SPOTLIGHT ON: Universities and Higher Education – (Part 1)

Continuing with our sector spotlights, Irina Dimitriade (senior research manager at Mustard) shares her insights around the needs and motivation of international students, with the January 2021 intake fast approaching.

2020 has brought change at an extremely rapid pace, forcing us to adapt to a confusing new reality. The impact of the COVID-19 pandemic has been deeply felt across most sectors, with education being one of the most affected. LinkedIn’s latest Workforce Confidence Report puts professionals working in the education sector amongst the least confident about their job, finances and career future.

Looking specifically at higher education, London Economics forecasts UK universities to collectively face a shortfall of at least £2.5 billion in the next year because of projected drops in student enrolment. As a result, higher education will become more and more competitive for providers (as demand shrinks against a fixed supply). Smaller universities might be forced to close, others might merge, some will cut back, but they all face the same challenge – attracting and retaining students in very challenging times.

In the short term, as we’ve entered another national lockdown in England, this might mean focusing efforts on “damage control” – keeping students and staff safe while minimising disruptions to the learning process.

In the long term, however, surviving and flourishing will be dependent on developing a differentiated brand that stands out through a unique proposition. Ascertaining and understanding how pandemic life has shaped the needs, attitudes and expectations of students will be crucial in this process.

Within this series of blog posts, we will review various ways in which a new approach would be most effective for universities to not only survive, but thrive in challenging times. Starting with International students – with the January 2021 intake of international students fast approaching, this blog explores the impact of the current pandemic on this particular audience, and identifies ways in which universities can ensure they remain attractive and relevant in a post-COVID world.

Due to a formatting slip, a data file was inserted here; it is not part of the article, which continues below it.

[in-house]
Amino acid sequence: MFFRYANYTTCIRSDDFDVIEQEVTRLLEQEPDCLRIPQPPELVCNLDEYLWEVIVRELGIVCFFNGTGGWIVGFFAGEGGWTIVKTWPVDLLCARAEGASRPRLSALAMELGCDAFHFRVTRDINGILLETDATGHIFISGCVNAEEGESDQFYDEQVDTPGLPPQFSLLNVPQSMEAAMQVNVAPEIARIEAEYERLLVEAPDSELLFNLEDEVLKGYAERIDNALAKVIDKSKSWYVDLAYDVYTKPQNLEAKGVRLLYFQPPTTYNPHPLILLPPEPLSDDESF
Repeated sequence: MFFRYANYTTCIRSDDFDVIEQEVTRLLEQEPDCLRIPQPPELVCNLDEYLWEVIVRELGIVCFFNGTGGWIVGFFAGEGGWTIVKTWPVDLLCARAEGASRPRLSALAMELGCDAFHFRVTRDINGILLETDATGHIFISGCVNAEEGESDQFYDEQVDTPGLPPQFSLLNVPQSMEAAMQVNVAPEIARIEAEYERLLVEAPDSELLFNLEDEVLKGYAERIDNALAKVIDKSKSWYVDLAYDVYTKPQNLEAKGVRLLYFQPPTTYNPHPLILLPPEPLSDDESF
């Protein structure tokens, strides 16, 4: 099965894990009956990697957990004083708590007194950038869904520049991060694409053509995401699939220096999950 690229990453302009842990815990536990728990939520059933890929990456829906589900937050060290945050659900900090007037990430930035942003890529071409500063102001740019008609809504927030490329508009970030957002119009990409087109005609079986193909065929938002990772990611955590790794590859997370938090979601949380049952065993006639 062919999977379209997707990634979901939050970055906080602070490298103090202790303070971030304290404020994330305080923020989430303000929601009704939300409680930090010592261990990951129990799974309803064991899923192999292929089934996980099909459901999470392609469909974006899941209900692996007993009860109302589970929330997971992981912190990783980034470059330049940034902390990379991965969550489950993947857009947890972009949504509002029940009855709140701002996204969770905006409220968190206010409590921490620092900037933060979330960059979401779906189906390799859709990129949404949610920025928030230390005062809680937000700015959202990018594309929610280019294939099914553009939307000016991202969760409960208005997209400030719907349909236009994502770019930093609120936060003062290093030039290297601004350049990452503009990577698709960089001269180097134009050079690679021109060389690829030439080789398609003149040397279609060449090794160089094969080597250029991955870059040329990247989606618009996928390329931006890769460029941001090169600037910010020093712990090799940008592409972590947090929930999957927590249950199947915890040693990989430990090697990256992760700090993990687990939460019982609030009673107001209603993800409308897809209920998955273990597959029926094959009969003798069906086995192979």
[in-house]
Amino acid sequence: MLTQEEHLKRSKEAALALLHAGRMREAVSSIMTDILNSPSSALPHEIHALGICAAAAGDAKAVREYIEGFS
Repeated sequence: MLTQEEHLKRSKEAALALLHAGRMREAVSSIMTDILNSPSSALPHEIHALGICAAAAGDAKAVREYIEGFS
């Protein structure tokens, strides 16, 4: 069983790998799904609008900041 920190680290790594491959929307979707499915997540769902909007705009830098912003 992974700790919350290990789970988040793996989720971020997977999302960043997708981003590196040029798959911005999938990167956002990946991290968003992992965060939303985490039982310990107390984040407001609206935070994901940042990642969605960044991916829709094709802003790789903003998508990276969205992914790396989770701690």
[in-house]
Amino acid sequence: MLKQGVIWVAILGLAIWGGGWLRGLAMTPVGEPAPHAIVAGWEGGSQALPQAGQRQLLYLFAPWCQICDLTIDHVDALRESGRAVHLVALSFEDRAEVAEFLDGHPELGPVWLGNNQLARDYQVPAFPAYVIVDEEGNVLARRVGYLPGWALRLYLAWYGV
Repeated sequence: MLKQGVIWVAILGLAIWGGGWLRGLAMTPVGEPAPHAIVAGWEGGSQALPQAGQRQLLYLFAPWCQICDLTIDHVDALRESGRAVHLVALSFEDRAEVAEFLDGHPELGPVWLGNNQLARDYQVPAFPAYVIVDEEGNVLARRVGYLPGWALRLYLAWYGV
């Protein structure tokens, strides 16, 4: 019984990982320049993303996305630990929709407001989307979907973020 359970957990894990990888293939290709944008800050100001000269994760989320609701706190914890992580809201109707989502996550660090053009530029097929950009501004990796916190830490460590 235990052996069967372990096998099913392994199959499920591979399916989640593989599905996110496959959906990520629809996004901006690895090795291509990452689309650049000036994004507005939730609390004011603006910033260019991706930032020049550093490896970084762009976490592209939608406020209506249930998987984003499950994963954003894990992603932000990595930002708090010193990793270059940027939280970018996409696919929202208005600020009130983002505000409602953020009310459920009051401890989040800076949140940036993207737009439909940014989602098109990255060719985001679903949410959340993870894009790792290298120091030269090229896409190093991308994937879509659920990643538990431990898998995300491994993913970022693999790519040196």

Attracting and retaining international students in 2021 and beyond

International students play a big role in sustaining UK universities, and their financial contribution is considerable. China is the largest source country of international students – in the UK alone, 45% of International Student Visas are granted for Chinese students.

The international student experience, particularly pre-arrival, is a mixture of worries and excitement. I’ve experienced this first hand as an international student myself in Amsterdam and Maastricht, but also when researching international students whilst at Trinity College, Dublin.

International students step into a great unknown, and look to their chosen university to help guide them along the way. A robust body of work already exists on how to navigate these new and exciting territories, and most universities have support services that international students can access. However, the current pandemic has changed the game almost completely. Old worries and uncertainties are replaced by new ones, and the gap in response needs filling quickly!

According to University World News the main worries of prospective Chinese students and their parents have changed, and are now primarily influenced by the current pandemic:

  • Worries around safety abroad, with UK COVID-19 regulations not seen as strict as the Chinese ones.